Additionally, if economic indicators are pointing towards a long period of decreased mortgage rates and you have a fixed-rate mortgage, it may make sense to refinance your mortgage into an adjustable-rate mortgage (ARM). With an ARM, you can take advantage of falling mortgage interest rates and monthly home loan payments may continually decrease.

Refinancing When Mortgage Rates Are Up and You Have an ARM

Just as switching from a fixed-rate mortgage to an ARM makes sense if mortgage rates are projected to keep going down, moving from an ARM to a fixed-rate mortgage makes sense if mortgage interest rates are heading upwards.

With an ARM, you are susceptible to sudden interest rate hikes, which may make your monthly mortgage payments hard to predict and hard to meet. If economic trends are pointing to increasing interest rates, making the move to a fixed-rate mortgage with a locked in interest rate could protect you from unaffordable mortgage rate increases.

Refinancing When Your Home’s Value Has Increased

Finally, if the value of your home has increased, refinancing your mortgage could be advantageous.

In this instance, you would want to utilize a cash-out refinance, which means you take out a larger mortgage than what you still owed on your existing mortgage and receive that difference in cash.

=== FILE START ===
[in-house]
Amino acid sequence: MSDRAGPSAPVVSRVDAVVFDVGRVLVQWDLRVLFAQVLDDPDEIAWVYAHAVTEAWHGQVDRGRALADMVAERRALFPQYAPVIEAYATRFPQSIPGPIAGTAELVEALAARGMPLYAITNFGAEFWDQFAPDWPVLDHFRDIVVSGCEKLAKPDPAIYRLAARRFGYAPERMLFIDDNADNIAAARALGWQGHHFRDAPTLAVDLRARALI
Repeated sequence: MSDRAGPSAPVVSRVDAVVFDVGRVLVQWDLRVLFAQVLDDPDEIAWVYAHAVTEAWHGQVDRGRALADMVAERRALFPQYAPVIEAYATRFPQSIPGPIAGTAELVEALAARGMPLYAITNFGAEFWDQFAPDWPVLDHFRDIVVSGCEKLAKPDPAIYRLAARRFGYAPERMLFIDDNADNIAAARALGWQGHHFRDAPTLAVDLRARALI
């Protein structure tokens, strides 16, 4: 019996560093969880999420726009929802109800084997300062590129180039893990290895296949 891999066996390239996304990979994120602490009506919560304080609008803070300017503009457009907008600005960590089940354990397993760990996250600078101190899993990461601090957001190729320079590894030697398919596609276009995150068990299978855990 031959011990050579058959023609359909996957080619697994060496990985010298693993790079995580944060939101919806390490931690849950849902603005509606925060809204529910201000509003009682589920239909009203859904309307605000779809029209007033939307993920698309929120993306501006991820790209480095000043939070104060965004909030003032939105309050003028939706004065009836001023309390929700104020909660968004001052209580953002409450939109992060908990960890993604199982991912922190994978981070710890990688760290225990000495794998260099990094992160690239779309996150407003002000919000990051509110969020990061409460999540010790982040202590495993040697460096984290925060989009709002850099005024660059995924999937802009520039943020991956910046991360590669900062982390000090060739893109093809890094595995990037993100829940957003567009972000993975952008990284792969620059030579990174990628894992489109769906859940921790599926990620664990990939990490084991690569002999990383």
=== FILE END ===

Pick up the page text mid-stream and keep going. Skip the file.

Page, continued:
For example, let’s say you originally took out a $200,000 mortgage on a $250,000 house and have already repaid $100,000 so that you only owe $100,000 on your mortgage. During that time, your home’s value has surged to $300,000.

Since your home’s value is much greater than your outstanding mortgage balance, you could refinance that existing $100,000 mortgage for a $150,000 mortgage and receive the additional $50,000 in cash.

Cash-out refinances are great in this situation, and the cash you receive is best used for home improvements or renovations that will further increase the value of your property.

Calculating the Break-Even Point on a Mortgage Refinance

As mentioned before, refinancing your mortgage means that you will have to budget for the same closing costs you paid for your original mortgage. These closing costs can rack up and you can quickly approach the break-even point on a mortgage refinance.

To find the break-even point, you will need to sum together all mortgage refinance closing costs and then figure out how many years it will take you to recover the closing costs because of your monthly mortgage payments that have been reduced from refinancing.

So, the break-even point is the point when you finally break even on the refinance closing costs. Because of this, mortgage refinancing really only makes sense if you intend to stay in the home for longer than the break-even point. If you leave the home early, you will likely be losing money than if you had just kept the initial home loan.